Pustular psoriasis of pregnancy (PPP) is a rare but potentially serious dermatosis of pregnancy. Left untreated, PPP can be fatal for both the mother and the fetus.1,2 Contrary to many other pregnancy dermatoses, which are typically limited to the skin, systemic signs and symptoms often accompany PPP, including fatigue, fever, diarrhea, delirium, elevated markers of inflammation such as an increased erythrocyte sedimentation rate, and increased white blood cell counts.1,3,4 Progression of the rash to erythroderma with subsequent dangerous fluid and electrolyte imbalances, loss of thermoregulation in the skin, and the risk for secondary infection and sepsis can occur in severe cases.1,5
Increasing evidence suggests that PPP is likely a variant of generalized pustular psoriasis (GPP), which can be vulnerable to a variety of triggers, including metabolic disturbances, systemic steroid withdrawals, and pregnancy; however, classification of the disease as either a variant of disease or a distinct disease state remains controversial.1,6 Early recognition and prompt treatment are critically important given the potential for fetal and maternal morbidity and mortality that is associated with PPP.1,6,7
Most cases of PPP involve presentation in the early part of the third trimester of pregnancy; postpartum PPP has been reported but is exceedingly rare.1 Typically, lesions develop in the skin folds and spread centrifugally.2,6 The lesions usually begin as erythematous plaques with a pustular ring with a central erosion. The face, palms, and soles of the feet usually are spared; occasionally, involvement of oral and esophageal mucosae is seen. Biopsy findings usually comprise spongiform pustules with neutrophil invasion into the epidermis. Characteristic laboratory findings include electrolyte derangements with elevated erythrocyte sedimentation rate and leukocytosis.2,8
As was seen in the case presentation, PPP largely resolves following childbirth; however, there is a significant risk for recurrence in subsequent pregnancies, which may be more severe and present earlier.1,6 Menstrual cycle changes and the use of oral contraceptives, particularly those containing progesterone, also have been associated with PPP flares.1,6 Although its pathophysiology is not entirely understood, the development of PPP is believed to be associated with the hormonal changes that occur in the third trimester, in particular elevated progesterone levels.6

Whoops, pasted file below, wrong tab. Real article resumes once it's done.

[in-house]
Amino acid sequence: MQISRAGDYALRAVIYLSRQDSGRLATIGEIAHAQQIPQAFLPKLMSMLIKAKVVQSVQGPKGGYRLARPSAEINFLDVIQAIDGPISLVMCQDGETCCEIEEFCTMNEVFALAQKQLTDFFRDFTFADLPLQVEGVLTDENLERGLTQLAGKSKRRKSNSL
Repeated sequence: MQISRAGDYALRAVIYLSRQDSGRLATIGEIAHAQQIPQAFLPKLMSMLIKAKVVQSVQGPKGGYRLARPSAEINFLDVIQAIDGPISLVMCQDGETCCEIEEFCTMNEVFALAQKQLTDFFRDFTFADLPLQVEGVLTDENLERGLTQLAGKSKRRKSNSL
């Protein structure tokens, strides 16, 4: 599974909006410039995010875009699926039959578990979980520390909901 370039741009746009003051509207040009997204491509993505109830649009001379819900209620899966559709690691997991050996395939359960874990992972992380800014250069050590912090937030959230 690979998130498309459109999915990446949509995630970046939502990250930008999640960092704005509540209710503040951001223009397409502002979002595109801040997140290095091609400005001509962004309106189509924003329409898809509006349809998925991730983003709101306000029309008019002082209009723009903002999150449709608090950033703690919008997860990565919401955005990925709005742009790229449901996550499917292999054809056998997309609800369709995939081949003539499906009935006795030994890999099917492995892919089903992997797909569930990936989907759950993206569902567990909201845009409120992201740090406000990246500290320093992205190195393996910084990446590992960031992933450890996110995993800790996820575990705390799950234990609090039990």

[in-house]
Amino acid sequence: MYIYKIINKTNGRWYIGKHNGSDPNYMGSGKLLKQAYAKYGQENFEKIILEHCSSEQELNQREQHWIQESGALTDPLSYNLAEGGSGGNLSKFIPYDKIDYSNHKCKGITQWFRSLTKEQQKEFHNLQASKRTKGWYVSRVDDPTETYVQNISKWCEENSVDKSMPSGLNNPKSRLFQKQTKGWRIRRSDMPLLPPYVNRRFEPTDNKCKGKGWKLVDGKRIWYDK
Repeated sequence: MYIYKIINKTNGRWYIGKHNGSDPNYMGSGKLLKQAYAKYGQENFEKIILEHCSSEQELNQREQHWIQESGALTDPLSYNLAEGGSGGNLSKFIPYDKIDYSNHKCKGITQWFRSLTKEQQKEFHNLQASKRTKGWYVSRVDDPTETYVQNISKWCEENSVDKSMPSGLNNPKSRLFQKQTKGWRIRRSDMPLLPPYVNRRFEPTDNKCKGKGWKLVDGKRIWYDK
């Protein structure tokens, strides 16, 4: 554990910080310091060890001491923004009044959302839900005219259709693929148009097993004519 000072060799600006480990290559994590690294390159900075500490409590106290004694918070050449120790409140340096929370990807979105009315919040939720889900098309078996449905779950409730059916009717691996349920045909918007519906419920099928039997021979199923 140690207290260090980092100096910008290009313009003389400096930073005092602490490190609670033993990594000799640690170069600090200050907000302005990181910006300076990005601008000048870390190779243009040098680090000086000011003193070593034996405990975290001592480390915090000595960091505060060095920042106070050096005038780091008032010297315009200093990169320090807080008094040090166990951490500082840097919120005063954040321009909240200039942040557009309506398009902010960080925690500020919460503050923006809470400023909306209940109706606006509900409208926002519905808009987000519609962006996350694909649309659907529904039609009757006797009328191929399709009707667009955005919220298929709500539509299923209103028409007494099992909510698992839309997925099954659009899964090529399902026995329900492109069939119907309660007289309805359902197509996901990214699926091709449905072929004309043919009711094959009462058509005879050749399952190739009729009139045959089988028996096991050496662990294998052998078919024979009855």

Oral corticosteroids remain the mainstay of treatment for PPP.6 Lower dosages ranging from 15 to 30 mg daily can be used for mild cases.1 More severe cases usually are treated with an initial trial of prednisone or prednisolone with dosages ranging from 30 mg daily to as high as 60 to 80 mg daily. Higher doses should be used with caution, however, as they may result in reduced fetal reactivity on fetal monitoring.1,9 Treatment at least throughout the remainder of a patient’s pregnancy usually is required, with subsequent gradual tapering of the medication.1
Although it was once reserved for severe or refractory PPP, in 2012, a task force from the National Psoriasis Foundation categorized cyclosporine as an appropriate first-line therapy for PPP.10 Published case reports have documented the successful treatment of PPP with cyclosporine in cases that did not respond to systemic steroids.6,11
Several case reports have documented the safe use of anti–tumor necrosis factors (TNFs), primarily infliximab, for PPP.12 Infliximab and other TNF-α antibodies are pregnancy category B, but limited controlled human data exist regarding their safety in pregnancy.1
Finally, the addition of narrowband UVB light therapy to oral corticosteroids also has been proposed as a safe treatment of refractory disease.6,13 Unlike psoralen plus UVA, which is usually reserved for postpartum use, narrowband UVB light therapy has been shown to be safe for use during pregnancy.1
Genetic and pathogenesis studies have described involvement of IL-1 and IL-36 cytokines in GPP.1 These interleukins are important in neutrophil chemotaxis leading to pustule formation. In addition, as in other psoriasis variants, TNF-α and IL-17α are important. Such findings may help to pave the way for the development of future therapies for both GPP and PPP.
Clinicians should have a high index of suspicion for PPP in pregnant women who present with widespread cutaneous eruptions. Presently, oral corticosteroids paired with close involvement of obstetric care remains the cornerstone of treatment for PPP. As the case report illustrates, effective diagnosis, treatment, and monitoring are essential for safe outcomes for both mother and baby.